The Rich Man's Brothers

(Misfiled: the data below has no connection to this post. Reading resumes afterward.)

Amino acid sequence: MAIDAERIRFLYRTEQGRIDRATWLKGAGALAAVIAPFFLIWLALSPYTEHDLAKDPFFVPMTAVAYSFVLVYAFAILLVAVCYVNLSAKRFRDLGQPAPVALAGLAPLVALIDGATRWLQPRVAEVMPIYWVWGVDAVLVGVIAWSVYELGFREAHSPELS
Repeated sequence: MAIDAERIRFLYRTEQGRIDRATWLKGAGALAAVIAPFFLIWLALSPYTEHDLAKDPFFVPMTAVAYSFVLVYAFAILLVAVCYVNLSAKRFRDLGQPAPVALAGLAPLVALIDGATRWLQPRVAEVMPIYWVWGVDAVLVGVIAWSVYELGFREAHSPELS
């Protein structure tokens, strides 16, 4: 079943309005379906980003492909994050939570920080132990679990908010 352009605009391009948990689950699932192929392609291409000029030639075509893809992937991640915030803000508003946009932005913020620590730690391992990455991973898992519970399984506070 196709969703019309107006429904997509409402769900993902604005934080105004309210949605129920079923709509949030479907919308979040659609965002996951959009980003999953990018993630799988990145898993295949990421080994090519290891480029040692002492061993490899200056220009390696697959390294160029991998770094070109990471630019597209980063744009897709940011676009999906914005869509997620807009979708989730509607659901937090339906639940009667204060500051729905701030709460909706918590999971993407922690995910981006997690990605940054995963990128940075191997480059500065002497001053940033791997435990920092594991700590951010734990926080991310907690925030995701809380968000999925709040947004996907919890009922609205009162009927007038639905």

The rich man at last realized he was doomed! He now comprehended the gulf that existed between him and those who had been made immortal. Abraham had made clear the utter impossibility of the rich man crossing that gulf into immortality. He had had his chance during his lifetime. He had passed it up for this world's material riches and pleasures. There was no hope for him. He was now doomed to perish in this lake of fire. His last thought flashed finally to his five brothers. He gave one last cry to Abraham, begging him to send Lazarus to his father's house to plead with his brothers, lest they come to his terrible fate. Abraham replied they had the writings of Moses and the prophets. But the rich man realized they would not hear these Scriptures. "Nay, father Abraham," he screamed, "but if one went unto them from the dead, they will repent"! (Verse 30.) The rich man knew Lazarus was raised from the dead! This one statement indicates that the whole experience of Lazarus and the rich man was given by Jesus to show the truth of the resurrection — not to teach any immediate going to "heaven" or "hell" at the instant of death. (Incidentally, many Bible scholars also believe that the story of Lazarus and the rich man teaches nothing about the state of the dead. Says The New Bible Dictionary: "Probably the story of Dives and Lazarus (Lk. xvi), like the story of the unjust steward (Lk. xvi. 1-9), is a parable which made use of certain Jewish thinking and is not intended to teach anything about the state of the dead" [p. 388].) Abraham replied: "If they hear not Moses and the prophets, neither will they be persuaded, though one ROSE from the dead" (verse 31). There it is! In plain language! The experience of Lazarus and the rich man shows the resurrection from the dead — not an instantaneous going to "heaven" or "hell." It is a resurrection from the dead — not from life. It shows mortality which dies, and is dead — not immortality which never loses consciousness and lives forever in an eternal punishing of the imaginary "hell." Jesus was showing a resurrection — or bringing back to life of one who was dead of one who had no consciousness whatever of the lapse of centuries and millennia since his death. Far from illustrating immortality of the soul and the lurid eternally burning torture of "hell," Jesus illustrates death — total unconsciousness through the centuries — and the resurrection from death and restoration of consciousness. Secondly, He illustrates the second death in the lake of fire that shall totally destroy the wicked, in which they perish and become ashes under the soles of the feet of the saved — the eternal punishment of death, eternal death, the SECOND death!